Tom Sutcliffe

Where Rowan went wrong

Where Rowan went wrong
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Rowan Williams will step down at the end of 2012, having been Primate of All England for a decade. It is already clear that his term of office has been disastrous. Church people have affection for him, respect even. He is not blamed for the disaster, since he is only doing a job he was asked to do — not one he sought. He was a bishop of the Church in Wales almost by accident, because of his academic fame, not because he had ever wanted to be a career bishop.

Nobody has accused him of ambition, though there is perhaps a little vanity there — about his poetry and his interest in the remoter depths of philosophy and theology. But he seems a lot more genuine than, for example, the disappointingly flaky Bishop of London, Richard Chartres, or the invariably grandstanding Archbishop of York, John Sentamu — and he possesses a spiritual sincerity, which draws on his unpretentious, compelling concern for the disadvantaged. Being Archbishop of Canterbury has been for him a burdensome, unrewarding task. The beard and untidy hair have made him extremely recognisable. Rowan’s image promises (more than anything he has actually said) a touch of John the Baptist. Unfortunately, it has been impossible for those outside or on the edge of the Church to be clear what he believed in or wanted.

He has probably failed to hold the Anglican Communion together. Yet its angry splits seem less significant than he feared they might be. Handing on Anglicanism in one piece was to his mind what justified his stance on homosexuality: that someone in a physically active and publicly known gay partnership should not or certainly could not be consecrated to the episcopate. It has not occurred to him that ordinary people, including church members, do not regard bishops as a special category on some hotline to the Almighty from which Deans, for example, are barred. And that therefore his readiness to have homosexuals becoming deans as consolation prizes simply looks hypocritical, irrational and absurd to most people — who do not want to have their own Archbishop apparently kowtowing to evil prejudices apparently endorsed by senior Anglican clerics in parts of Africa.

But his biggest failing has been his poorly communicated vision of what he senses really matters about the Church of England as an English institution. It does not of course mean the same to the whole English nation, but it is a rock in our culture — regardless of whether one is a non-conformist or an atheist. There was never before an Archbishop of Canterbury who seemed not to believe in that in his bones and in his heart. But Rowan is a Welshman and an intellectual, and believes in the Church of England as merely a part of a much larger historical accident. No other Archbishop would so readily have accepted the downgrading constitutionally implied by Gordon Brown’s decision as prime minister to abdicate the choice between two candidates for CofE bishoprics — including Rowan’s successor, whoever he or she may be. If it no longer matters to the nation who the CofE chooses on its own account to play this role (what is implied by the deal between the Scottish PM and the Welsh Archbishop), why maintain the charade of establishment, except as some sort of ongoing respect for the small, genuinely convinced element in the population — including immigrant minorities who may be more consciously serious about how religion supports their culture than many non-paying or non-playing ‘members’ of the CofE.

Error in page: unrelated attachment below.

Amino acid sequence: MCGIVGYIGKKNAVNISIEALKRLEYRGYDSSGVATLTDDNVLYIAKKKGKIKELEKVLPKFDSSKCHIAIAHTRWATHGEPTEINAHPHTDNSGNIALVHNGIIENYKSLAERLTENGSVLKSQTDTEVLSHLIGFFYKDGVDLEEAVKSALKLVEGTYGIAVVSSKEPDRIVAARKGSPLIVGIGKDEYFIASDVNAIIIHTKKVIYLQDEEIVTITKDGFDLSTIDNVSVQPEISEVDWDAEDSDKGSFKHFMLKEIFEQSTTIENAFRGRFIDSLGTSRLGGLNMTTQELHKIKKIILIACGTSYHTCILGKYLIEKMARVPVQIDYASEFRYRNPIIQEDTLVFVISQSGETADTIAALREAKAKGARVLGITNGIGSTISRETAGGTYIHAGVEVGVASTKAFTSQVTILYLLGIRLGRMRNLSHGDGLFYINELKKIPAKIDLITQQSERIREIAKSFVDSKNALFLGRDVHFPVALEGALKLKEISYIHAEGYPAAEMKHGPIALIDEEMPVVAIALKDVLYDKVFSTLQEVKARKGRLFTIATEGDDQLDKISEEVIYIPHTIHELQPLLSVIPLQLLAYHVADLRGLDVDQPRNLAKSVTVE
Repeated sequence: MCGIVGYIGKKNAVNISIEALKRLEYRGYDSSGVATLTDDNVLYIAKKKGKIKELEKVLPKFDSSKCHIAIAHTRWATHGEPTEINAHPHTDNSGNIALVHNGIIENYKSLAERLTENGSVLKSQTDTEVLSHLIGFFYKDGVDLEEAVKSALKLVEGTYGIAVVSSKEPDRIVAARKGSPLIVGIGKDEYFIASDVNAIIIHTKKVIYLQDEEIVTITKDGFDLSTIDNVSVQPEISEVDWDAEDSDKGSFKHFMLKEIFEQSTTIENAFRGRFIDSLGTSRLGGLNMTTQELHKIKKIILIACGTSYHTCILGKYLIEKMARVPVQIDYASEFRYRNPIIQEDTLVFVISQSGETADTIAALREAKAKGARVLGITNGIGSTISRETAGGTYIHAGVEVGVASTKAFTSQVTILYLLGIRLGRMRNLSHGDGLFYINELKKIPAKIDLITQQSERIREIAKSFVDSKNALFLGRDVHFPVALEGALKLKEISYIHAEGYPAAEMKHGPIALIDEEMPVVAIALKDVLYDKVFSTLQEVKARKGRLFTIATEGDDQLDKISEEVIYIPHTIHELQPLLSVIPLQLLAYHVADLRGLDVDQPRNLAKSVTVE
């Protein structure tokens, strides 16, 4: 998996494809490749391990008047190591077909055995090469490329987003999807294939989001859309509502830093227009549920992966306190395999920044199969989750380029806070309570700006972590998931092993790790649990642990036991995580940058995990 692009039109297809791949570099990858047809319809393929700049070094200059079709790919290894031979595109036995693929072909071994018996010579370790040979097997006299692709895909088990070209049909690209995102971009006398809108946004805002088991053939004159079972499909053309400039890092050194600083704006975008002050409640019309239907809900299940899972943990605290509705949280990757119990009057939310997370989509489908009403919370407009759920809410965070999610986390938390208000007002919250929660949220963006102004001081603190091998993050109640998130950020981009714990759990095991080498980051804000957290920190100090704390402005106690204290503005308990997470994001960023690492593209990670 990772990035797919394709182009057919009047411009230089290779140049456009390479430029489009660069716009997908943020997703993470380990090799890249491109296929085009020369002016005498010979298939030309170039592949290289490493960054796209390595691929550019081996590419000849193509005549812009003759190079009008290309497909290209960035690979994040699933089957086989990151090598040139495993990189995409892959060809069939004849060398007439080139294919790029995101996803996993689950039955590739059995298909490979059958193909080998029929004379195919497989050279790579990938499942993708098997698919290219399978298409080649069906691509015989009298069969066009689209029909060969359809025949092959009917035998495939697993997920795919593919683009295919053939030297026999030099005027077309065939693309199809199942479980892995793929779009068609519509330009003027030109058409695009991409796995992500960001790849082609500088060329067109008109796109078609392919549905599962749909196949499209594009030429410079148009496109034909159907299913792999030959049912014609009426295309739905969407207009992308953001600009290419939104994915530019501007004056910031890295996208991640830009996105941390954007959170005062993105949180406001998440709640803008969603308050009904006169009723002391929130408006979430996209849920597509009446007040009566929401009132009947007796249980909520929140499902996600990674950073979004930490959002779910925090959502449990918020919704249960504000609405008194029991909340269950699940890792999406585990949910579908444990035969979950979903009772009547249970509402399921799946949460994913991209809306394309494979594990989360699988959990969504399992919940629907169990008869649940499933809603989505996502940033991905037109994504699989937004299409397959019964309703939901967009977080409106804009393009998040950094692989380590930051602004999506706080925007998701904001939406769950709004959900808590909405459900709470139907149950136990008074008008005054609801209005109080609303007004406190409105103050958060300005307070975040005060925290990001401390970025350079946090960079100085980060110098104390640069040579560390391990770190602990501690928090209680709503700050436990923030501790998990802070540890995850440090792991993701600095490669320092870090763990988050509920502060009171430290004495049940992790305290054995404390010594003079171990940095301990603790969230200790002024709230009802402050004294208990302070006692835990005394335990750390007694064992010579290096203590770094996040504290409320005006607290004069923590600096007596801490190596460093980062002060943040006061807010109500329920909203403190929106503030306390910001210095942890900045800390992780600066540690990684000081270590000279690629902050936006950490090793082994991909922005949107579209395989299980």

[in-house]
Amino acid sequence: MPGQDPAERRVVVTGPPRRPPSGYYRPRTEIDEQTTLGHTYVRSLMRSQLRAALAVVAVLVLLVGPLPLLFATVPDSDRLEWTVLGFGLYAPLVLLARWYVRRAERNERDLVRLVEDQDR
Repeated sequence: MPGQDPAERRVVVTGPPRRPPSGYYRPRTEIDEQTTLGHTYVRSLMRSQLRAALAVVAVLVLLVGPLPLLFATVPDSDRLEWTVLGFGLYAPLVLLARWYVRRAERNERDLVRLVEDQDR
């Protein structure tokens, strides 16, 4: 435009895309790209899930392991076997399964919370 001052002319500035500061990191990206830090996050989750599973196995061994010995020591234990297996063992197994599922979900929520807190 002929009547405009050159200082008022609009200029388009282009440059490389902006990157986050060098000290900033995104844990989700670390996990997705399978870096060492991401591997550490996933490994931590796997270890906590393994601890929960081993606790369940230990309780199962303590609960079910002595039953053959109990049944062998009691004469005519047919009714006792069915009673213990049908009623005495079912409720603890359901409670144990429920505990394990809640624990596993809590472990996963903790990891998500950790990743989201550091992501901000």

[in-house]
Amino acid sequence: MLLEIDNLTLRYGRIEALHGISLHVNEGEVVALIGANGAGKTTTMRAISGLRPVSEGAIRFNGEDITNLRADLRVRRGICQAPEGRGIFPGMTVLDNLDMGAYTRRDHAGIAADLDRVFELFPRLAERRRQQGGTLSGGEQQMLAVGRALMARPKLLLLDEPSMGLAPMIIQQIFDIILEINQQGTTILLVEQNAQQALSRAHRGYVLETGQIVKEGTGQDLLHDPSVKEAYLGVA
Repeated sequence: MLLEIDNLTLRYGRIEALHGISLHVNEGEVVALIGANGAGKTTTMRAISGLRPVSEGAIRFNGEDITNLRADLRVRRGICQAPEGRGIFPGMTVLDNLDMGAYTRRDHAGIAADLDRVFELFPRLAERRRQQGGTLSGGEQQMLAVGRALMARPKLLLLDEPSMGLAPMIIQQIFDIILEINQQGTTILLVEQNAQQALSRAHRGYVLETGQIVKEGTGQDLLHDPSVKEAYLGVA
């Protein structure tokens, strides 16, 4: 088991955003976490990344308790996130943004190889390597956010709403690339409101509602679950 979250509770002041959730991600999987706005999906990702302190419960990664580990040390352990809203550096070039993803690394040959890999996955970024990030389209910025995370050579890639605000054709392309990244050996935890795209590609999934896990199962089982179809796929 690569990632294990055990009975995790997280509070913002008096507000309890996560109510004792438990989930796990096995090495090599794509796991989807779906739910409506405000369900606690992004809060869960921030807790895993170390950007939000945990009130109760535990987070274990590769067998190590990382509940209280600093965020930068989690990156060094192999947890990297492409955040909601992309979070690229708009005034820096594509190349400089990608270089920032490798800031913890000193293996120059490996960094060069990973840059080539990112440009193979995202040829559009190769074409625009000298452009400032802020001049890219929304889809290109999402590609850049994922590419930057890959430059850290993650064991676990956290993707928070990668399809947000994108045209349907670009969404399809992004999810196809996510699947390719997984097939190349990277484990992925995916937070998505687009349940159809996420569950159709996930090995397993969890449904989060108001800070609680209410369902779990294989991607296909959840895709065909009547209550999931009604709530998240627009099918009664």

It is nearly seven years since he explained to me why he had to remove himself from any particular line. He talked about ‘trying to secure a fair debate’ rather than being achiever of a manifesto, and he sees this ‘above the fray’ role as being appropriate for all bishops — though as No 1 Archbishop he also said ‘I can’t speak as though my views were the views of the Church’, being (as he is) conscious of the ‘megaphone effect’ of the office. ‘When I try and say something in the public arena about issues of public concern, I have to try and identify matters than can be pretty firmly anchored in common Christian conviction.’

The trouble is that this is not how most archbishops have behaved. Even the saintly Michael Ramsay allowed himself to be strongly identified with Anglican-Methodist reunion and exposed his sadness when that suffered defeat. The two decades since Rowan’s own Anglo-Catholic ‘party’ in the church split apart in 1992 — when Liberal catholics broke ranks to give the women priests measure its narrow two-thirds majority — have been specially ill-suited to a hands-off approach from an Archbishop who in effect has knuckled under as the new ‘Evangelical’ majority has secured its power in the CofE. Rowan’s attempt to ‘Speak for the Church’ in a way that, as he puts it, “can claim to be more than just an individual’s ideas’ has not really fitted the bill. For the last decade, it has felt as if a carnivorous institution were being led by a vegetarian.